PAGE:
In remarks last night on the failed budget talks with Sens. Harry Reid and John Boehner, President Obama used this anecdote to illustrate the plight of Americans if the federal government "shuts down" by furloughing about 20 percent of federal workers (otherwise known in the past as a paid vacation):
"There was a interview that was done tonight on one of the nightly news networks -- a man from Kentucky named J.T. Henderson. He said he’s counting on his tax rebate because his family has been scraping by, and he might not get it if the government shuts down. So J.T. said if he could speak directly to all of us in Washington he’d tell us that all of this political grandstanding has effects as it trickles down to normal, everyday Americans.
"I could not have said it better myself. A shutdown could have real effects on everyday Americans. That means that small business owners who are counting on that loan to open their business, to make payroll, to expand, suddenly they can't do it. It means folks who are potentially processing a mortgage, they may not be able to get it. It means that hundreds of thousands of workers across the country suddenly are without a paycheck. Their families are counting on them being able to go to work and do a good job."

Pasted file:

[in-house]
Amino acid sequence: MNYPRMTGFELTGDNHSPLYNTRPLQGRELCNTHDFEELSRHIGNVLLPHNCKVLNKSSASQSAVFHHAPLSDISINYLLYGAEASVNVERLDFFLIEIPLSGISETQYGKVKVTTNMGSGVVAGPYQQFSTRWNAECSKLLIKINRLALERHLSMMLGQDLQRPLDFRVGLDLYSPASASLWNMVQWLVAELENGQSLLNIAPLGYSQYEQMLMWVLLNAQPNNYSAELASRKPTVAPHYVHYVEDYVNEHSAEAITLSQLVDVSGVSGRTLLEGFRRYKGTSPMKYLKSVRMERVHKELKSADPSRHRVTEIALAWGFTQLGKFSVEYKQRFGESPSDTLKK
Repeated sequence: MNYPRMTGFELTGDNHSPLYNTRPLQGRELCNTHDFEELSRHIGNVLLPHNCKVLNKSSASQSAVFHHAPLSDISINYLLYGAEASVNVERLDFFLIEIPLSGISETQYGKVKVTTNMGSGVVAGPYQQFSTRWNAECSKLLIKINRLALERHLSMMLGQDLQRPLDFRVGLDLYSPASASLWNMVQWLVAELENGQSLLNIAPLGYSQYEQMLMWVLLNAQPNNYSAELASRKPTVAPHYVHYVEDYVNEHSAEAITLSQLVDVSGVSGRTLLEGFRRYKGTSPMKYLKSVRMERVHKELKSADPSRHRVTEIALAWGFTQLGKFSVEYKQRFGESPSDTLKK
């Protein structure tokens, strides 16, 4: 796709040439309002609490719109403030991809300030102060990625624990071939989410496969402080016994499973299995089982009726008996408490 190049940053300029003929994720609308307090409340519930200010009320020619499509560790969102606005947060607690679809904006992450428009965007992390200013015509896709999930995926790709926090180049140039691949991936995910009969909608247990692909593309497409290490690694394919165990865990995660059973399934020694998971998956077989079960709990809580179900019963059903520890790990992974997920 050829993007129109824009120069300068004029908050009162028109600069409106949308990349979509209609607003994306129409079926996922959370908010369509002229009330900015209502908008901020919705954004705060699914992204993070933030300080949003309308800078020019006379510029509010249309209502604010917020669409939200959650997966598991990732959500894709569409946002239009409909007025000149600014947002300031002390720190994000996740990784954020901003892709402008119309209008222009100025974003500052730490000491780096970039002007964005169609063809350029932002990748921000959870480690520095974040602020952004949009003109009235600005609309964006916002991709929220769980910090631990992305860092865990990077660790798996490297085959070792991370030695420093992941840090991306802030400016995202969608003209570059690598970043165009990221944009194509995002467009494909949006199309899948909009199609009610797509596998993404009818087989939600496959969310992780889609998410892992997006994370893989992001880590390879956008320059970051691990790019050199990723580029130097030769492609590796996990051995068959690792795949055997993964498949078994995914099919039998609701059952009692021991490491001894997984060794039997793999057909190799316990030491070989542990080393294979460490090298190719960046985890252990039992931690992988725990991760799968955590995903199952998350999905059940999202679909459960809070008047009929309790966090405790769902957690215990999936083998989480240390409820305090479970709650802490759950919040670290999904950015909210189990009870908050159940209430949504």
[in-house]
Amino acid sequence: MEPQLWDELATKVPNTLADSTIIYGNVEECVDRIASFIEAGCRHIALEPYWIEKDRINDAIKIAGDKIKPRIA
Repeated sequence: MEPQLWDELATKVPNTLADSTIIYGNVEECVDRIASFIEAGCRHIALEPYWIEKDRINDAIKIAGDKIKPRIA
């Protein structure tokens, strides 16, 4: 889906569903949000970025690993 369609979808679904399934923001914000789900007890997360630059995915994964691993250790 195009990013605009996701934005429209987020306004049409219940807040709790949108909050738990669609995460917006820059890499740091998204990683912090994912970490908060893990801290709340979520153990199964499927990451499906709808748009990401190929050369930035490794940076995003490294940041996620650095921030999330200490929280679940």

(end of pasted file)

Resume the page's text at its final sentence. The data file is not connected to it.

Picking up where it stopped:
Sounds like we are entirely too dependent on the federal government. Imagine how dependent J.T.'s grandchildren will be when it comes time to pay the credit card bill that is covering 40 percent of all federal spending today.
The editorialists at Investor's Business Daily today outline the difference between the adults who are planning for the future and the petulant children who want it all and want it now and will throw a tantrum if they don't get it.
"We say if Democrats won't take their adult responsibilities seriously," the editorial states, "let it shut down. And if it does, Americans should blame the tantrum-throwing children in Congress — the same ones who ludicrously call the GOP's proposed $40 billion in 2011 budget cuts (a mere 1.1% of spending) 'devastating.'"
Here is the Cato Institute take on a potential shutdown: